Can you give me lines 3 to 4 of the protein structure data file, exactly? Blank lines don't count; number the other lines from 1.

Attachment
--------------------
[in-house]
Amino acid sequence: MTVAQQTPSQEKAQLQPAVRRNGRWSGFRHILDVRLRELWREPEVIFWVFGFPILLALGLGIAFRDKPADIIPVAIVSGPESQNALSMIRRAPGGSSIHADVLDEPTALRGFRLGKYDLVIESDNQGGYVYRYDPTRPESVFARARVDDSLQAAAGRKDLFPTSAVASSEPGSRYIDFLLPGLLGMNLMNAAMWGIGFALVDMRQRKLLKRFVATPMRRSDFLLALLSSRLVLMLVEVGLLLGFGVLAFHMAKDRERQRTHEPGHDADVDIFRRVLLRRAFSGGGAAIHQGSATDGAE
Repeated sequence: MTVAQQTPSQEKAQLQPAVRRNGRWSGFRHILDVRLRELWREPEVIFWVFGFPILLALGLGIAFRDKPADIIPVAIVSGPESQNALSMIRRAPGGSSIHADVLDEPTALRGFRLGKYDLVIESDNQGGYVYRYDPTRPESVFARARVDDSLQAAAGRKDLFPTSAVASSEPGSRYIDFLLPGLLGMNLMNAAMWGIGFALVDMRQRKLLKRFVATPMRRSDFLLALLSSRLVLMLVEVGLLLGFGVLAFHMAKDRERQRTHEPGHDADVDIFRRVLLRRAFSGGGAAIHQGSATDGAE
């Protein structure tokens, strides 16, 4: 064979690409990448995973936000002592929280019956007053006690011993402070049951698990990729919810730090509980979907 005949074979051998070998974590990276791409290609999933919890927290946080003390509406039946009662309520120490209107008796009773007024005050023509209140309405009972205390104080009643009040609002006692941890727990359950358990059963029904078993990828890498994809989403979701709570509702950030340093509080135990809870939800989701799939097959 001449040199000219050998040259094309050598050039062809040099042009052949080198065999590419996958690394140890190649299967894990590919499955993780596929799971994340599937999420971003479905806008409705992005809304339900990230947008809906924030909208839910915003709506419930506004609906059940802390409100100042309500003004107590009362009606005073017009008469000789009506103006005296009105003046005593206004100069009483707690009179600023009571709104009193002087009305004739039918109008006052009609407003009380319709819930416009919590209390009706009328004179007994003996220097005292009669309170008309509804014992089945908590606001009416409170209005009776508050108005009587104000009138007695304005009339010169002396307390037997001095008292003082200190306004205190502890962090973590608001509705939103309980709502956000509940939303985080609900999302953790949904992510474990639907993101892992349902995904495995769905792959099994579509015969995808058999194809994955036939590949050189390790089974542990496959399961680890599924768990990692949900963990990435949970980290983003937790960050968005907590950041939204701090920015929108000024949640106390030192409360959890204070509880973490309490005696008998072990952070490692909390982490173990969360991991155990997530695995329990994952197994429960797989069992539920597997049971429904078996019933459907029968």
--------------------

Repeated sequence: MTVAQQTPSQEKAQLQPAVRRNGRWSGFRHILDVRLRELWREPEVIFWVFGFPILLALGLGIAFRDKPADIIPVAIVSGPESQNALSMIRRAPGGSSIHADVLDEPTALRGFRLGKYDLVIESDNQGGYVYRYDPTRPESVFARARVDDSLQAAAGRKDLFPTSAVASSEPGSRYIDFLLPGLLGMNLMNAAMWGIGFALVDMRQRKLLKRFVATPMRRSDFLLALLSSRLVLMLVEVGLLLGFGVLAFHMAKDRERQRTHEPGHDADVDIFRRVLLRRAFSGGGAAIHQGSATDGAE
């Protein structure tokens, strides 16, 4: 064979690409990448995973936000002592929280019956007053006690011993402070049951698990990729919810730090509980979907 005949074979051998070998974590990276791409290609999933919890927290946080003390509406039946009662309520120490209107008796009773007024005050023509209140309405009972205390104080009643009040609002006692941890727990359950358990059963029904078993990828890498994809989403979701709570509702950030340093509080135990809870939800989701799939097959 001449040199000219050998040259094309050598050039062809040099042009052949080198065999590419996958690394140890190649299967894990590919499955993780596929799971994340599937999420971003479905806008409705992005809304339900990230947008809906924030909208839910915003709506419930506004609906059940802390409100100042309500003004107590009362009606005073017009008469000789009506103006005296009105003046005593206004100069009483707690009179600023009571709104009193002087009305004739039918109008006052009609407003009380319709819930416009919590209390009706009328004179007994003996220097005292009669309170008309509804014992089945908590606001009416409170209005009776508050108005009587104000009138007695304005009339010169002396307390037997001095008292003082200190306004205190502890962090973590608001509705939103309980709502956000509940939303985080609900999302953790949904992510474990639907993101892992349902995904495995769905792959099994579509015969995808058999194809994955036939590949050189390790089974542990496959399961680890599924768990990692949900963990990435949970980290983003937790960050968005907590950041939204701090920015929108000024949640106390030192409360959890204070509880973490309490005696008998072990952070490692909390982490173990969360991991155990997530695995329990994952197994429960797989069992539920597997049971429904078996019933459907029968």